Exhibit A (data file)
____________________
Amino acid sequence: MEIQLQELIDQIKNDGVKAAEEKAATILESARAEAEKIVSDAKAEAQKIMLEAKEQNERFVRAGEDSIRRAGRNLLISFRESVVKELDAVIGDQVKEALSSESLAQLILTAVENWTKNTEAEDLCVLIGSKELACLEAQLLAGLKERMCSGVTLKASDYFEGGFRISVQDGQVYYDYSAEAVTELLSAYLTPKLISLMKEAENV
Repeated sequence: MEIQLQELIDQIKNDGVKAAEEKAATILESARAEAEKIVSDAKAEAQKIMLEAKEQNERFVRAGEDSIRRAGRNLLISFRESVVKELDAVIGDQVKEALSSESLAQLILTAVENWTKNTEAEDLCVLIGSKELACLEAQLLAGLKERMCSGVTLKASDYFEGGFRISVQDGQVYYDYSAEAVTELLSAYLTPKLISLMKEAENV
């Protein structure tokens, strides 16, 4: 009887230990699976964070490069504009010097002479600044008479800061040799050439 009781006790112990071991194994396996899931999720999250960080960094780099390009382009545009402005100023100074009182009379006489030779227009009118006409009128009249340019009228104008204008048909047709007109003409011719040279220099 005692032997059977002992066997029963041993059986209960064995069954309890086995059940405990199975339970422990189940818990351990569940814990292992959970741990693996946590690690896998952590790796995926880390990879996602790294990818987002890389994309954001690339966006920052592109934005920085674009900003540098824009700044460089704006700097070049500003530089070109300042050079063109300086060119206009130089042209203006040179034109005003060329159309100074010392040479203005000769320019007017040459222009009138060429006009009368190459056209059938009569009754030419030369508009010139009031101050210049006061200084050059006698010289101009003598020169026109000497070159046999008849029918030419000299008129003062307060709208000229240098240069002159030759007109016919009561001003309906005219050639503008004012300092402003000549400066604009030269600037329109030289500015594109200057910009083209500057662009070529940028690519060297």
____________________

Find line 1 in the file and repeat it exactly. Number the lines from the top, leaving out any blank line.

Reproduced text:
Amino acid sequence: MEIQLQELIDQIKNDGVKAAEEKAATILESARAEAEKIVSDAKAEAQKIMLEAKEQNERFVRAGEDSIRRAGRNLLISFRESVVKELDAVIGDQVKEALSSESLAQLILTAVENWTKNTEAEDLCVLIGSKELACLEAQLLAGLKERMCSGVTLKASDYFEGGFRISVQDGQVYYDYSAEAVTELLSAYLTPKLISLMKEAENV